Twenty Years Later, This Lost Radiohead Song Is Beautiful and Timeless

Watch the video for the previously unreleased "I Promise."
IMAGE Esquire

As the band approaches the 20th anniversary reissue of OK Computer, Radiohead has gotten retrospective, looking back at those defining years when they released one of the most acclaimed albums in modern music. In a rare, reflective interview with Rolling Stone, Thom Yorke recounted long hours on the tour bus where he "was basically catatonic," Yorke said. "The claustrophobia – just having no sense of reality at all."

It's those feelings that became the basis for OK Computer. One of those songs, recorded more than two decades ago, "I Promise," never made it onto the album. It remained somewhere in their vaults, forgotten as the band moved from that era onto the next reinventions of Radiohead's sound. Debuting I promise last night on BBC Radio, host Steve Lamacq said said Radiohead was "especially pleased to find [the song] in the vaults, because they thought it'd been lost over the years."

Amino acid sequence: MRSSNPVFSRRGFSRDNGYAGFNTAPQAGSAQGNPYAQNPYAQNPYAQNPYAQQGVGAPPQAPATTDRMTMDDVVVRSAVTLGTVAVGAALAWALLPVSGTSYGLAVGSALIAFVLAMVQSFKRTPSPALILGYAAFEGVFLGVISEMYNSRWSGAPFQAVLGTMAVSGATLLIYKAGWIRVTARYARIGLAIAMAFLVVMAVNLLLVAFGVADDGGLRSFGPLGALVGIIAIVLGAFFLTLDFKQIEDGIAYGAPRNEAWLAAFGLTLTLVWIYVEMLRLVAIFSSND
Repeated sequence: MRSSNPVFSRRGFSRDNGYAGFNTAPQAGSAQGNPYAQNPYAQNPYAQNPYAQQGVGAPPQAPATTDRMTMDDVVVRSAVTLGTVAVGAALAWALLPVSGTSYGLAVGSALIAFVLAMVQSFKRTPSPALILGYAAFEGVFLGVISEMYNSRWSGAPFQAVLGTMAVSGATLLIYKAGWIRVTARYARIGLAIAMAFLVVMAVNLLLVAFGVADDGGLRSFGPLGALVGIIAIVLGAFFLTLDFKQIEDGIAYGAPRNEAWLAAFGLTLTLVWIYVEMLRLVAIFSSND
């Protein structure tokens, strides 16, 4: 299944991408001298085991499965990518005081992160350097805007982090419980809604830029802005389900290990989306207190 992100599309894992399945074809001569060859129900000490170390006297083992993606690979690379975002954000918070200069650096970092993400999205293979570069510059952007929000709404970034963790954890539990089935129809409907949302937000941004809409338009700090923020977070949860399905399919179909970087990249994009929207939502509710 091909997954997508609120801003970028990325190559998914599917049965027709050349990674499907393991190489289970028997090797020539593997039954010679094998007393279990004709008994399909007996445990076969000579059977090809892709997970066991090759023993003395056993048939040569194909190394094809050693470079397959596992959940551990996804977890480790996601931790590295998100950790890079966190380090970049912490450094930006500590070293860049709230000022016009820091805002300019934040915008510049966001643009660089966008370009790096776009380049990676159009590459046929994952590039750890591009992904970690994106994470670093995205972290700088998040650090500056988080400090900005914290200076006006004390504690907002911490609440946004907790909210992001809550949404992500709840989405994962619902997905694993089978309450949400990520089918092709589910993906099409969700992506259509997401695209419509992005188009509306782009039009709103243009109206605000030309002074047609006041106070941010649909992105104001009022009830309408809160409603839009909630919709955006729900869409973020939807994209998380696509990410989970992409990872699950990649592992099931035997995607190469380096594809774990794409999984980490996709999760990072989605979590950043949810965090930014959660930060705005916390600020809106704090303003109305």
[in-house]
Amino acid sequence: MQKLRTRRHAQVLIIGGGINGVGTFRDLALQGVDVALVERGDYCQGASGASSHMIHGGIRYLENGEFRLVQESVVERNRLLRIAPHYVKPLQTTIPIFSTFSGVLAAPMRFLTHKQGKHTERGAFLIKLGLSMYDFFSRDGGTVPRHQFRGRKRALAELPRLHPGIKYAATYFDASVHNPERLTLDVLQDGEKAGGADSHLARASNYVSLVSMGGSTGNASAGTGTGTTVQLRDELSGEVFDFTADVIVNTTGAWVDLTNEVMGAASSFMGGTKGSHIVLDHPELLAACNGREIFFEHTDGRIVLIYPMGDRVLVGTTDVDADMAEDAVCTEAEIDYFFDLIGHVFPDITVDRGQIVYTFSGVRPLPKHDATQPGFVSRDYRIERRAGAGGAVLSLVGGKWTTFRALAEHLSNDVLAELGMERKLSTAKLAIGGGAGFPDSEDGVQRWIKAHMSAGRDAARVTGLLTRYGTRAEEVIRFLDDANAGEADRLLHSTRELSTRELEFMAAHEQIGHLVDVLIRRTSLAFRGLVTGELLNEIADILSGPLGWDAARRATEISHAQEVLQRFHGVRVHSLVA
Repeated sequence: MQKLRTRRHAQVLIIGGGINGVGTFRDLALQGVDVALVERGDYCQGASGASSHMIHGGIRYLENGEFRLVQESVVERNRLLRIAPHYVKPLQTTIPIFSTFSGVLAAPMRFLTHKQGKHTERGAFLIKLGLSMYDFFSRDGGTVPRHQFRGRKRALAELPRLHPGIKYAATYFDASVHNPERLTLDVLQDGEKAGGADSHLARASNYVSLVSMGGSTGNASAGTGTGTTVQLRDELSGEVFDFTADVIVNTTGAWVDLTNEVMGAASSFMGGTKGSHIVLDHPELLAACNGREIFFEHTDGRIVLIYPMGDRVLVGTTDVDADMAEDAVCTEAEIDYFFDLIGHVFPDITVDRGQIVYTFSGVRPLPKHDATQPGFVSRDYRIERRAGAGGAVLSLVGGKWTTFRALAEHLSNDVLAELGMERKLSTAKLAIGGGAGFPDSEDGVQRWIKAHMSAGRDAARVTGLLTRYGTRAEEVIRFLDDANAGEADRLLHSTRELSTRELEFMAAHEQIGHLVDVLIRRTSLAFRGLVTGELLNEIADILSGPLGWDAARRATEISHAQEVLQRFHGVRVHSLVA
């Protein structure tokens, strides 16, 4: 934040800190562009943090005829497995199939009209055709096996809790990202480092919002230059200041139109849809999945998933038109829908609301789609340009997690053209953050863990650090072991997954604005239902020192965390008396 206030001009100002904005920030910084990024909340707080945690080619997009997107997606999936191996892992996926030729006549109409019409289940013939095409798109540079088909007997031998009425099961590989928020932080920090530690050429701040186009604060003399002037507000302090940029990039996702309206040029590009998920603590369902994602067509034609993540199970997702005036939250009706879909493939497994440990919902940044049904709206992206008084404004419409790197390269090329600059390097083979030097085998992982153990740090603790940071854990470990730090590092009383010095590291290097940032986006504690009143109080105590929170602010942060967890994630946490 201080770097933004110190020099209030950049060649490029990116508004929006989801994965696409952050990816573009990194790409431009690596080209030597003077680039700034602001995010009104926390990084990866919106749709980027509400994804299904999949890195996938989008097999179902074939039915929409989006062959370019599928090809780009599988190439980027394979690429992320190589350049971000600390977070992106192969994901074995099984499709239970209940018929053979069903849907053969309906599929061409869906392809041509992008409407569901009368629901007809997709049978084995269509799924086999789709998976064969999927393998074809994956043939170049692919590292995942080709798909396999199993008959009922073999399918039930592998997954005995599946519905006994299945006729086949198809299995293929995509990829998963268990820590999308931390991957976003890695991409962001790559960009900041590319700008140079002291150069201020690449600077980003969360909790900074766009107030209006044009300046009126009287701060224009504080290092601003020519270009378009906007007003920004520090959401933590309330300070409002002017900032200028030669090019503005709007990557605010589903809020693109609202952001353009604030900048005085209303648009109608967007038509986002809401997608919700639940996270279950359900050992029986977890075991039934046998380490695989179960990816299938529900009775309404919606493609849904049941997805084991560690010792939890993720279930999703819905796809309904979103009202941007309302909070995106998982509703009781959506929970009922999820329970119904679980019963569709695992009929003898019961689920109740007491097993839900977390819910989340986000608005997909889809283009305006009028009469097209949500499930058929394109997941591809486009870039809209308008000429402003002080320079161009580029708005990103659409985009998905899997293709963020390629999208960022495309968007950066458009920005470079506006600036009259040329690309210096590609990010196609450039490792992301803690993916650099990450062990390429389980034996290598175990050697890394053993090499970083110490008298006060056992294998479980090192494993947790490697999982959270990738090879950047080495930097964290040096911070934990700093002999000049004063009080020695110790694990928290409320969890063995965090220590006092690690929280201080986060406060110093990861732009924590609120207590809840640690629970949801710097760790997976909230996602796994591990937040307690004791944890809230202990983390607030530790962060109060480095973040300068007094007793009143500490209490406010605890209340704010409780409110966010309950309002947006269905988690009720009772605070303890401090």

But finally, Radiohead has released the official studio version of "I Promise," a song that doesn't quite fit with the inventive atmosphere of OK Computer, but is nonetheless Radiohead at its most beautiful.

Along with the new song, Radiohead has released a video, one that captures the feeling that Yorke described of those days. It's a melancholy man staring out the window of a bus at all the people going about their business as he flies by. He seems content, but he's missing something. As the video shows, he's just an electronic head—separated from his own body and every other human he sees out his window.


What's amazing is that this song—like the rest of Radiohead's catalog—can emerge 20 years later and feel so absolutely timeless. Those emotions in Yorke's voice, in what inspired this album haven't faded with the years. Rather, they've been reserved, ready to reach a new generation of ears. There's more of this to come, too, as Radiohead reveals more unreleased track off the upcoming OK Computer reissue.

This story originally appeared on

* Minor edits have been made by the editors.

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Matt Miller
Matt Miller is the Associate Culture Editor for
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